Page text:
Since 2005, we have offered a 2-day commercial lending training class to our lender clients as well as our newer associates. This year, we were delighted to have 76 of our clients and friends attend this training on Monday, March 4 and Tuesday, March 5. Read More ›
The Changing Face of Criminal Background Checks a/k/a There Are Limits to the “Get Out Of Jail Free Card” For Financial Institutions
Human Resource officers with banks and credit unions face unique professional challenges. While complying with the many general rules governing employment practices, they also must focus on the industry’s unique safety and soundness concerns. One area where this tension exists is in performance of pre-employment criminal background checks. Read More ›
On January 14, 2013, the Sixth Circuit Court of Appeals ruled that the Fair Debt Collection Practices Act (“FDCPA”) applies to foreclosures, even non-judicial foreclosures, of residential property. The law firm of Reimer, Arnovitz, Chernek & Jeffrey Co., LPA and two of its attorneys (“RACJ”) were sued for foreclosing on a home for improperly alleging that JPMorgan had conveyed, assigned and transferred all of its rights in a promissory note to Chase Home Finance LLC (“Chase”), an arm of JPMorgan. Also sued were JP Morgan and Chase. In fact, the Note had already been assigned to Fannie Mae, although the loan was serviced by JP Morgan and subsequently Chase. The Sixth Circuit held the FDCPA claims could proceed against RACJ based on the improper assertions of ownership of the Note by Chase. Mortgage foreclosure, including non-judicial foreclosures, was deemed to equal debt collection under the Act. However, the servicer, Chase, was not liable because the FDCPA only applies to a debt collector, and at the time the loan was assigned to Chase, the Note was not in default. The Sixth Circuit’s Opinion is also consistent with the Third and Fourth Circuit of the Court of Appeals. However, a number of district courts have disagreed with this result, instead analyzing foreclosures as the enforcement of security interests rather than the collection of a debt. The Sixth Circuit concluded that other than repossession agencies and their agents, it could think of no others whose only role in the collection process is the enforcement of the security interest. Read More ›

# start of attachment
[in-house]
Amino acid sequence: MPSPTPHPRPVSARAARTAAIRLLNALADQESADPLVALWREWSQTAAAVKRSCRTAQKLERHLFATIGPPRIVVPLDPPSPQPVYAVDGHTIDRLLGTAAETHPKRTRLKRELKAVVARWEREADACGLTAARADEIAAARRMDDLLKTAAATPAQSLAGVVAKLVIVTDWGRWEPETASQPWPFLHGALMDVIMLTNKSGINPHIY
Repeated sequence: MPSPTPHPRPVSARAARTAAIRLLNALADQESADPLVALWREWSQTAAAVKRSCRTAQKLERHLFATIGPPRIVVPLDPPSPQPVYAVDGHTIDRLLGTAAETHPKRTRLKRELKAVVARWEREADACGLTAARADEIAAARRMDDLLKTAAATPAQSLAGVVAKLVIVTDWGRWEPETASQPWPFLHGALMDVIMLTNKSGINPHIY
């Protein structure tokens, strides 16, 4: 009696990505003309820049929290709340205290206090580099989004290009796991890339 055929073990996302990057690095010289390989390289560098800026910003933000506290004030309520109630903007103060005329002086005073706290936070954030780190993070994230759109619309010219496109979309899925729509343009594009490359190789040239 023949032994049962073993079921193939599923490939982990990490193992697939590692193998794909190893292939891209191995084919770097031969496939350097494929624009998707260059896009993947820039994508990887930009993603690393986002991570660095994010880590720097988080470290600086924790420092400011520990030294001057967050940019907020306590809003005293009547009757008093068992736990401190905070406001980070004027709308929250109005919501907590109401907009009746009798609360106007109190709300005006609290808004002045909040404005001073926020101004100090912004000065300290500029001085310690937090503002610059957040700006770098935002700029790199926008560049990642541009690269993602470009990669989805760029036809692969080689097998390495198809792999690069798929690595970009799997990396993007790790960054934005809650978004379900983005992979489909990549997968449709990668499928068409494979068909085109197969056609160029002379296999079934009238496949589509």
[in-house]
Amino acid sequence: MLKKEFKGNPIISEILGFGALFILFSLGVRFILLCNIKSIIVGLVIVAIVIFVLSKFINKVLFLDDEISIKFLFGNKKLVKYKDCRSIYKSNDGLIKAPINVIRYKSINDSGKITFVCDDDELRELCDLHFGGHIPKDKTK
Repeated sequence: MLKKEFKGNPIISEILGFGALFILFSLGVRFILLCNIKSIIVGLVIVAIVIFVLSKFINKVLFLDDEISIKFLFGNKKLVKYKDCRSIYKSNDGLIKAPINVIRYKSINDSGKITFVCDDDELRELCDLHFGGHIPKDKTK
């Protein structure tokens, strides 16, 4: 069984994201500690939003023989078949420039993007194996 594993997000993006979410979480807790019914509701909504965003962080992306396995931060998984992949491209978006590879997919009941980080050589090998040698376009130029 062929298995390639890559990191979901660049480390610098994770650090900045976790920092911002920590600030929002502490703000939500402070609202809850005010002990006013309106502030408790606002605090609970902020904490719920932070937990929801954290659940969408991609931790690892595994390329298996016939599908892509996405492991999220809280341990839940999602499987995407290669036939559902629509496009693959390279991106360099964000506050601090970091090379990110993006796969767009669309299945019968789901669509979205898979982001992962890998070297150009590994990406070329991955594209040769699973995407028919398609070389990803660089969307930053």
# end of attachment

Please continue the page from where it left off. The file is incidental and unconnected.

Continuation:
The Consumer Financial Protection Bureau (“CFPB”) has adopted a final rule creating additional requirements for lenders to document and confirm prospective buyers’ ability to repay their mortgages. CFPB amended Regulation Z[i], which implements the Truth in Lending Act (“TILA”)[ii]. Regulation Z currently prohibits a creditor from making a higher-priced mortgage loan without regard to the consumer’s ability to repay the loan. The final rule implements sections 1411 and 1412 of the Dodd-Frank Wall Street Reform and Consumer Protection Act (“Dodd-Frank Act”)[iii], which generally require creditors to make a reasonable, good faith determination of a consumer’s ability to repay any consumer credit transaction secured by a dwelling (excluding an open-end credit plan, timeshare plan, reverse mortgage, or temporary loan) and establishes certain protections from liability under this requirement for “qualified mortgages.” The rules take effect in January 2014.
[i] 12 C.F.R. Part 1026
[ii] 15 U.S.C. § 1601 et seq.
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Vincent E. Mauer represents clients in commercial and business disputes with particular emphasis on financial institutions and instruments, including financial institution bonds, securities, insurance policies and commercial loans.